Monday 11 May 2009

Book Review: Isabelle Allende - Ines of My Soul.

Having previously borrowed Isabel Allende’s Zorro from Long-Suffering Sister (review here), I couldn’t wait for her to lend me this book from the same author (which I bought her last year for Eid).

Ines of My Soul is the story of Ines Suarez, one of the founders of Chile told in her own words. The story opens with Ines as an old women telling the story of her life to her stepdaughter, beginning as the daughter of a poor family in Spain and taking us through her first marriage to a handsome good-for-nothing, her resourcefulness in the face periods of poverty and her eventual journey to South America on the pretext of finding her husband, but really in search of a new life. We follow her as she lands in Peru, finds herself a protector and lover and then follows him to the last undiscovered portion of South America – Chile. The small group of settlers face hostile natives, severe drought, isolation, starvation and illness.

The novel is an interesting take on the conquest of South America by the Spanish, but what I really liked is the feisty, humane voice Allende gives to Ines. The Spanish are the great conquistadors, but the natives are not invisible or savages, even though the Spanish see them as such. Allende shows the way they are mistreated and abused, the way entire, villages and populations are pillaged as if their inhabitants lives are worth less than nothing – the men a threat to be removed and the women chattel to be raped and traded.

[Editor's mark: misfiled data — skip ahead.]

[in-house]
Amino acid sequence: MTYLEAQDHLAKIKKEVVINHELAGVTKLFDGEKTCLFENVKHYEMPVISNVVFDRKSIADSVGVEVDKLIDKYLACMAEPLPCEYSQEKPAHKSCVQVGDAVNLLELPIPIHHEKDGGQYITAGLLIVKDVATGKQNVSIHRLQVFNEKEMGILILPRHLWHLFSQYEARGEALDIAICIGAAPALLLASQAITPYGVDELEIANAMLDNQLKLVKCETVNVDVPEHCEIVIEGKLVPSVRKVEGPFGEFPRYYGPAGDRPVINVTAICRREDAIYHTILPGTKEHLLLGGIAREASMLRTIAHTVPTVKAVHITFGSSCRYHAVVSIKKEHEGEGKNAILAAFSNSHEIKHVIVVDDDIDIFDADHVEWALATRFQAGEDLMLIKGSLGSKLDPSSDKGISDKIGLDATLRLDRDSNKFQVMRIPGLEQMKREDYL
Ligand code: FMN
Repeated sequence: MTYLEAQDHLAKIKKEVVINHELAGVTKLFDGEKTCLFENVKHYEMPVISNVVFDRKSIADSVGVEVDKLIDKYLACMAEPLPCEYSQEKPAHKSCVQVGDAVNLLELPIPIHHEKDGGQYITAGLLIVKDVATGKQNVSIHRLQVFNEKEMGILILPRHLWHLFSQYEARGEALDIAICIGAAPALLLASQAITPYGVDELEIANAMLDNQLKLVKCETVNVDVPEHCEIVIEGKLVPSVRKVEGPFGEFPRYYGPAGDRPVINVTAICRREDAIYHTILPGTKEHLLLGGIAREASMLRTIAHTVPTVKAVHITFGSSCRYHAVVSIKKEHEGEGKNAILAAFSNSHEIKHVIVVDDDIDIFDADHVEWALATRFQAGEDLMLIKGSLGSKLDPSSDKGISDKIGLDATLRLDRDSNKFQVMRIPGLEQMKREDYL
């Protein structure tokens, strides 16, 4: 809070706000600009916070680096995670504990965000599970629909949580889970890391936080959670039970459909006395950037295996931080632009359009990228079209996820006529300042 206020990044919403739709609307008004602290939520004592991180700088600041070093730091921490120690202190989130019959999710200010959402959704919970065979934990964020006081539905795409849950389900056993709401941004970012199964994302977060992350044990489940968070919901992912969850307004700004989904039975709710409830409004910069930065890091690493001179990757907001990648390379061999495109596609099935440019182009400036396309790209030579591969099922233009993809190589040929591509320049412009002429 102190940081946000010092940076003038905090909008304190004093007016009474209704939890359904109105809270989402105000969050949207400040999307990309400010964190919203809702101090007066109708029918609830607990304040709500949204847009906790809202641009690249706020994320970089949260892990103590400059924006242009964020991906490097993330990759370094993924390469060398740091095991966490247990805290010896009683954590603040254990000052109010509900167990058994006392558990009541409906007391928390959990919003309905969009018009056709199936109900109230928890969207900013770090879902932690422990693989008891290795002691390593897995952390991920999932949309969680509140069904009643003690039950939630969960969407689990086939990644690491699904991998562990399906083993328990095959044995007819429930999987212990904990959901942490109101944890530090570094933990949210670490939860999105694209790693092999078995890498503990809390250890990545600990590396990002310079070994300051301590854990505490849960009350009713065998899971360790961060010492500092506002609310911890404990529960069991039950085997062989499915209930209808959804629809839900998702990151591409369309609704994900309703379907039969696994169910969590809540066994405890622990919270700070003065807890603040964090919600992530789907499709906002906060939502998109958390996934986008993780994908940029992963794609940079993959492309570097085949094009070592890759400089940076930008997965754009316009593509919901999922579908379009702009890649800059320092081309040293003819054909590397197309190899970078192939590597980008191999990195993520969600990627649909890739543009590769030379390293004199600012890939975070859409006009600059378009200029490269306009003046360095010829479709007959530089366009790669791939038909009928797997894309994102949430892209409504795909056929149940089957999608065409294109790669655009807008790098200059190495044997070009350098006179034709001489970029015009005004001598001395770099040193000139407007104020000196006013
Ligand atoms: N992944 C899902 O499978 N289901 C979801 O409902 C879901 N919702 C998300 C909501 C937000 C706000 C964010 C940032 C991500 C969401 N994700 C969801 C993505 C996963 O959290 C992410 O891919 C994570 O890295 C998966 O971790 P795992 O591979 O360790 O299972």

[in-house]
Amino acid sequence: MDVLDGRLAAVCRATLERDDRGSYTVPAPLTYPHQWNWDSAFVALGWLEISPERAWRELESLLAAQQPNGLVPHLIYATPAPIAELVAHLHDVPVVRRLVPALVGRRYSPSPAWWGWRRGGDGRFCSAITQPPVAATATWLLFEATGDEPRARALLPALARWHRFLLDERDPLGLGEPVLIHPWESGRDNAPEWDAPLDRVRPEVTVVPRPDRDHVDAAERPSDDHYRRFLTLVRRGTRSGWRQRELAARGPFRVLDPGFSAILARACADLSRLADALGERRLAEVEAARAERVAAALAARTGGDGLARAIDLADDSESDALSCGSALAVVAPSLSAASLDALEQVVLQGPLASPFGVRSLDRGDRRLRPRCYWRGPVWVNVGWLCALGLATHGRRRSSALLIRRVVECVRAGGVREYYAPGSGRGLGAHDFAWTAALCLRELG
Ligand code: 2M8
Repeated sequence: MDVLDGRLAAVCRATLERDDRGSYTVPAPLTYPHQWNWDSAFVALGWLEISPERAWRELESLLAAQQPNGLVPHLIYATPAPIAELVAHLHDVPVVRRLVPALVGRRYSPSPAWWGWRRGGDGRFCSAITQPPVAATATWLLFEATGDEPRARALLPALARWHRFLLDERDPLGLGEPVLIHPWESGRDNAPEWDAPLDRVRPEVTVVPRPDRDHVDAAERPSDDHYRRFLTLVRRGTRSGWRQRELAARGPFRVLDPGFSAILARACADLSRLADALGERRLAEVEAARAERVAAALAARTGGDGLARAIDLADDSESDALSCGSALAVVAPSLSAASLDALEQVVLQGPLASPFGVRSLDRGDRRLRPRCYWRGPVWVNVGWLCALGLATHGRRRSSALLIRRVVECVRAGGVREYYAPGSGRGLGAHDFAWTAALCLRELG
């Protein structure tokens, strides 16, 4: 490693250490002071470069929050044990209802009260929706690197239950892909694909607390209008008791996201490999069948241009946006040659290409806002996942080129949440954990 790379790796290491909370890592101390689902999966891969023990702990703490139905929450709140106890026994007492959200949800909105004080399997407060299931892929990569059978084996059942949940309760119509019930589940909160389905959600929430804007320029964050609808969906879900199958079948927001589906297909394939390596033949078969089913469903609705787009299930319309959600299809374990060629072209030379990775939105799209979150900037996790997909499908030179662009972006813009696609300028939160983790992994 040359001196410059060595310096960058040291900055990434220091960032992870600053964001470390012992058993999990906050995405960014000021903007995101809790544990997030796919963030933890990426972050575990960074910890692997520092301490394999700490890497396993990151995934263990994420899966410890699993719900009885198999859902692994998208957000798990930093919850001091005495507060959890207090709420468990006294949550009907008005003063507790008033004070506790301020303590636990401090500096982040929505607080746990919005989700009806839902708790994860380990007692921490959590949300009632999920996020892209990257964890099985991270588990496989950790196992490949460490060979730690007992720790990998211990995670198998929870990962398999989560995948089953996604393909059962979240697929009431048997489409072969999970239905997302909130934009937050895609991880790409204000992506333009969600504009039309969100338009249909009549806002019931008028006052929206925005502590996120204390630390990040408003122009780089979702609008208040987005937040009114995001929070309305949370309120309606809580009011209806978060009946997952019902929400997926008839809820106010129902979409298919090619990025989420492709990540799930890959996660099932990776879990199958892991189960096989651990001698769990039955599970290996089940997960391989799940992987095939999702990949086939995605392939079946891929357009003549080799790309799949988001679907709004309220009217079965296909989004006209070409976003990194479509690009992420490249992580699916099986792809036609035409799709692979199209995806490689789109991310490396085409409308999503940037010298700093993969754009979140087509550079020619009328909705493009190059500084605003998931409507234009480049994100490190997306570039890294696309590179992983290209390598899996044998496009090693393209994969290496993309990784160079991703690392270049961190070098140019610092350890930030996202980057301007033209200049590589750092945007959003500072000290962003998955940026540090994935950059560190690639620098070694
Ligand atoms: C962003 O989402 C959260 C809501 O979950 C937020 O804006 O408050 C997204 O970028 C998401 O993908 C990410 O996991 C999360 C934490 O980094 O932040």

She also highlights the absolute powerlessness of women, whether Spanish or Indian, both in law and because of social norms and conventions. This is one of the things I liked about the book, the heroine is a really intelligent, brave, resourceful, hard-working and feisty creation, characteristics I just loved. Ines makes her way in what is definitely a man’s world and a cruel and dangerous one at that.

Many of the themes I found in Zorro, I found here – the devastation of the native population, the cruelty and arrogance of the Spanish conquerors with their complete assurance that their faith and culture is entirely superior and must be forcefully imposed on the natives for their own benefit. Again there is the long journey from Spain to the New World and all of the promises of riches and land that it holds, the concept of the hidalgo – the Spanish nobleman sworn to King and Country and high ideals.

My only gripe might be the same one that LSS picked up, that the book does end slightly abruptly, before you expect it to. Also, some of the scenes described (various tortures, murders and punishments) might be a little graphic for those who have a weak stomach (wimps!!). Overall though this has been a book I have been looking forward to and which I really enjoyed reading, although between the two books, I like Zorro more.

1 comment:

  1. I liked Zorro more too, although this is still very good -will have to get anoter one of her books soon, i think